Our joint recognition is not only of the negative, of the tragedy and the disasters. It is also a positive recognition. It is not within our ability to change history, and therefore we have taken it as it was given. And it is from here that I recognize the right of the Palestinian People to this beautiful land and the beautiful places within it. It is also from here that I recognize the right of the Jewish People to renew its life in these places, because it is into this reality that we were born and it is this reality that we are working to repair.
We are asking that the paradigm which defines the relations between us be shifted. No more division, walls, fences and hostilities. Rather, a good neighborliness based on a shared space should replace them. The open spaces, the infrastructure, the nature we love, and even certain pieces of our children’s educational curricula must be unified and coordinated. And all the while, the regime, the culture, the internal social relations and the protection of tradition should remain intimate and separate.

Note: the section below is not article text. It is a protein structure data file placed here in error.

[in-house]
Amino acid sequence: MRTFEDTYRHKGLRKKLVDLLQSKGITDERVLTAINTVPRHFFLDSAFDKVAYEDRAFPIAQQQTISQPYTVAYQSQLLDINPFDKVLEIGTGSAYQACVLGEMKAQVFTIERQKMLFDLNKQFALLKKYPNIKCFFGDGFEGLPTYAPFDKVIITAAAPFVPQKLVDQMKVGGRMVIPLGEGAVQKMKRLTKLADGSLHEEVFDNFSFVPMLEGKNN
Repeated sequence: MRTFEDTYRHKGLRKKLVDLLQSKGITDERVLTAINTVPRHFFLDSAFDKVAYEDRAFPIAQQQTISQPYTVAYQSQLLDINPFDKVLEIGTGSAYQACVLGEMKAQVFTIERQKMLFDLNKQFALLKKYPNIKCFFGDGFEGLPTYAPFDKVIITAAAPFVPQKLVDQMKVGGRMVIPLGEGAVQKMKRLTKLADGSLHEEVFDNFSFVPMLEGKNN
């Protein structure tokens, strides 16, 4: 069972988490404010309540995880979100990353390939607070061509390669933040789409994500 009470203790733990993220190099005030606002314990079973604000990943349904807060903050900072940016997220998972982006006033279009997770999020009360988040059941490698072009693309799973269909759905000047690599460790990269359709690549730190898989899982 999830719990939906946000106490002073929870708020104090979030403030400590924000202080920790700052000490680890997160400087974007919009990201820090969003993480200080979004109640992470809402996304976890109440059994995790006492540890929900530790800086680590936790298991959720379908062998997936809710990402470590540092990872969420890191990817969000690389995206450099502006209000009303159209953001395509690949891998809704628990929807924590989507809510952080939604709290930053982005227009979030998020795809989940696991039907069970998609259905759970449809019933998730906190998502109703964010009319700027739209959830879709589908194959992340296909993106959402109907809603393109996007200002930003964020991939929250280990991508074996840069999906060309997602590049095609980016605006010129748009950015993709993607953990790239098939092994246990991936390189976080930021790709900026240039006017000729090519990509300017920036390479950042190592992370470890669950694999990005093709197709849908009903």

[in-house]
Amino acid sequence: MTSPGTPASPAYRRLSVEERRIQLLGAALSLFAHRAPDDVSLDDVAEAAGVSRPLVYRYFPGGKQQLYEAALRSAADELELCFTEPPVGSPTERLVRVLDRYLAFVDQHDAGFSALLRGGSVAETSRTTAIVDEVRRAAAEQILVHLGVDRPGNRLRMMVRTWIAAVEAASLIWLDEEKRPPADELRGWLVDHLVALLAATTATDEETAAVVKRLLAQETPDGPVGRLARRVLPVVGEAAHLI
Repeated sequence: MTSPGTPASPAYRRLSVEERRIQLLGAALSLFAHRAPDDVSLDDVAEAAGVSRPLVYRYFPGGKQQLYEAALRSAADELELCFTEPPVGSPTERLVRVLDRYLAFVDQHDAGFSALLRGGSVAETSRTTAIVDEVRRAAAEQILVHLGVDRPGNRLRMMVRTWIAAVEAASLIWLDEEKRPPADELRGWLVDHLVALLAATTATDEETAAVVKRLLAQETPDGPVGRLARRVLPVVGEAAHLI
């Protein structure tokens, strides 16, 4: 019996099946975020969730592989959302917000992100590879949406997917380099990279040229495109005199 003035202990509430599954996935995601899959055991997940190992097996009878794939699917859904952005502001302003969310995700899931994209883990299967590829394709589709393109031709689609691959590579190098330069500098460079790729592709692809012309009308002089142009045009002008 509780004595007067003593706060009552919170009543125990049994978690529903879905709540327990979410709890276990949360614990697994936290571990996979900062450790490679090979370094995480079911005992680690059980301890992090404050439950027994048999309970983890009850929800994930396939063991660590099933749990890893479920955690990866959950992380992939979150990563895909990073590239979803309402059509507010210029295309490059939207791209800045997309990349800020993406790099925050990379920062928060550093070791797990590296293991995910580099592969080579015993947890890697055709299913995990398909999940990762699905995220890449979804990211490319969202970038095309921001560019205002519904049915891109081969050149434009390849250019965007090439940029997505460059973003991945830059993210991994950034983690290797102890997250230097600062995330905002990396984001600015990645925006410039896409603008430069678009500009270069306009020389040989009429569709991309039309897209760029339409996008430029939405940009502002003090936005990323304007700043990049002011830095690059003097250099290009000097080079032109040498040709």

In words that many more will understand: we want to create a two-family home. Partially private, for the Palestinians and Israelis, and partially in the public sphere, shared by all. That is to say, two sovereign and independent states for two nations that have a special relationship to one another that is mutually beneficial.
In depth, we understand that there are a lot of interests at play, both held by one nation or by both, both common and conflicting. We are not ignoring them, of course, but we wish to make progress in spite of them. No longer can we have a struggle wherein for one to win the other must lose, defeated and humiliated. Rather, we propose an arrangement of solutions wherein both sides succeed, perhaps not totally but certainly in most aspects.